But so much of activism discourages those very abilities. Rallies seeking to attract numbers of people. Petitions requiring numbers of signatures. Politicians working for numbers of votes. Too often such activities belie a genuine concern for people as people: they dehumanize de-personalize, and in the end depress.
Dehumanized, numbered, lobotomized people will improve neither themselves nor society. Real changes must start at a more individual level--at people looking within themselves to identify their most basic assumptions. Why are we doing what we're doing? Do we like our motives? If not, can we change them? From such questioning will come honest desire to change, both at the personal level and, crucially, at the social level. They will be changes that reflect whatever capacities we as humans have: perhaps changes of values, of methods, or priorities, and so on. But to make any difference they must start at the most individual, and most personal level.
As a student I have been involved with many dedicated others in the growing protest movement against nuclear arms. If any cause matters. I reasoned it's the cause of keeping life going--Armaggedon means the end of all causes, all hopes, and all of whatever, is valuable. Even so, I questioned my own sincerity: Why am I really getting involved? On a gut level, how much do I care? Why are these posters in my hands? Ultimately I told myself; "action is better than inaction's--I seem to believe in the cause, so I'll act."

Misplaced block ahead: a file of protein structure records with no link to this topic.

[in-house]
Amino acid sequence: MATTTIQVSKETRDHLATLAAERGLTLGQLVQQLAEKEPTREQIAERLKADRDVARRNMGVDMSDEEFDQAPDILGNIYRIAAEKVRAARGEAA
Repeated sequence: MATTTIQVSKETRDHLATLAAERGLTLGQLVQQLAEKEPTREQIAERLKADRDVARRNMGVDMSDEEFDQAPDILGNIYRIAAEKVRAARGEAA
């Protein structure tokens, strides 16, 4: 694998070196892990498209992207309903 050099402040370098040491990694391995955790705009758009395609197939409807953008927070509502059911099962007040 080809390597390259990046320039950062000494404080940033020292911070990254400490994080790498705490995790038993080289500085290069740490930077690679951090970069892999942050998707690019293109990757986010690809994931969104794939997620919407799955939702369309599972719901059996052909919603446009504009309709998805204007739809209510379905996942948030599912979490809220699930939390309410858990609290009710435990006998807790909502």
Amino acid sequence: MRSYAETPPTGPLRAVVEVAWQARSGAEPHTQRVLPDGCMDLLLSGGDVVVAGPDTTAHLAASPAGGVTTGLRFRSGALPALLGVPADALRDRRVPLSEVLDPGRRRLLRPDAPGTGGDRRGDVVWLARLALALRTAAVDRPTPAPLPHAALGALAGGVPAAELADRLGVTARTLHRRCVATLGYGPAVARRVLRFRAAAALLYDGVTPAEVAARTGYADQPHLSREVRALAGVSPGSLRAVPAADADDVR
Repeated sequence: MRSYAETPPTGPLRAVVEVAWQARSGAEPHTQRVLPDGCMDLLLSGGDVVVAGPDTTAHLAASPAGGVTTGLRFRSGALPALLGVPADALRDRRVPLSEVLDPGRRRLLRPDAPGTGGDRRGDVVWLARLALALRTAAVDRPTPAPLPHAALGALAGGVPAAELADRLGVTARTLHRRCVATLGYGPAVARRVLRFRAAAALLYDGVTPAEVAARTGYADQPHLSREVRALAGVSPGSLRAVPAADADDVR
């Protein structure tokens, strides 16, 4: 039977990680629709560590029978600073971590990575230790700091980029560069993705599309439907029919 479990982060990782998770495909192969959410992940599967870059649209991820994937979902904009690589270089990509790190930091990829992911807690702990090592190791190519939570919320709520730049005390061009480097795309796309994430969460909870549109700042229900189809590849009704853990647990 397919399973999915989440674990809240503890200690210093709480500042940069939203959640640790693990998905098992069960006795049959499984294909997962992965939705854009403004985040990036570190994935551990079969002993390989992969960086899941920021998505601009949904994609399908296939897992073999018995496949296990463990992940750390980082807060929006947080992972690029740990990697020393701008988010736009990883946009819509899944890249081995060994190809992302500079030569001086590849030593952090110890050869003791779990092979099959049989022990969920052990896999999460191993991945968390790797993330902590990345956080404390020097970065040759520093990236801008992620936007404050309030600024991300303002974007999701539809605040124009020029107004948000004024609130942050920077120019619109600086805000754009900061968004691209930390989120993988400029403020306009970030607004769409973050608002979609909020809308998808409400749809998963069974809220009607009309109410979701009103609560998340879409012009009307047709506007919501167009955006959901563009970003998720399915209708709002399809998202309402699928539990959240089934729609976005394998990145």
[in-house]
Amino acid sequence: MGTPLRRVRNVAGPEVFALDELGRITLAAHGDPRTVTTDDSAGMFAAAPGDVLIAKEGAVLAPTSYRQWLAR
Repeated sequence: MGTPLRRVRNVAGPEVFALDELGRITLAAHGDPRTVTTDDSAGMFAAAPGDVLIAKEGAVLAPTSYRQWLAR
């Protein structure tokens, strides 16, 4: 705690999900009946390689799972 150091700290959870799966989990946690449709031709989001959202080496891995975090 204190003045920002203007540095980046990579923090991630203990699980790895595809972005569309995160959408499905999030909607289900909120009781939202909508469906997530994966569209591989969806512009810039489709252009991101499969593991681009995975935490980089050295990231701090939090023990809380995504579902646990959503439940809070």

The most striking thing one learns about the arms race is how little "thinking" has to do with anything or anybody involved. "If their missiles can reach us in 10 seconds: we need missiles to reach them in 9." "If they've not 10,000 bombs, we need 11,000." So little time for questioning for pausing and considering: simple explanations have been committed to memory--who needs anything more?
The real threat to humanity becomes clear--not the thousand gleaming missiles in their silos, but the sort of acting and non-thinking that put and keep them there. Rest assured that, in the absence of nuclear weapons, some nation would appear with a deadly virus, poisonous gas, or other awful weapon to threaten civilization. The real danger is humanity itself when the individual and his or her mind and its potential are devalued into nothingness.
The answer to the "you destroy my half of the world. I'll destroy yours" mentality lies in confronting and questioning ourselves with honesty. It's a vague alternative; it outlines no course of action other than thought--promises no changes other than greater understanding.
But it certainly a justification for in action. One can act while questioning and doubting: hard as it may be to keep the two tracks constantly yet separately in motion, it must be tried. With the two tracks one can listen question and learn even while carrying a sign and being counted at a rally. Only in that way can we use our intelligence and humanity to determine our actions.
For no matter what the quality of activism might be, its the inner quality of those active people that will lead to real and valuable changes in society at large. Robert Slate '83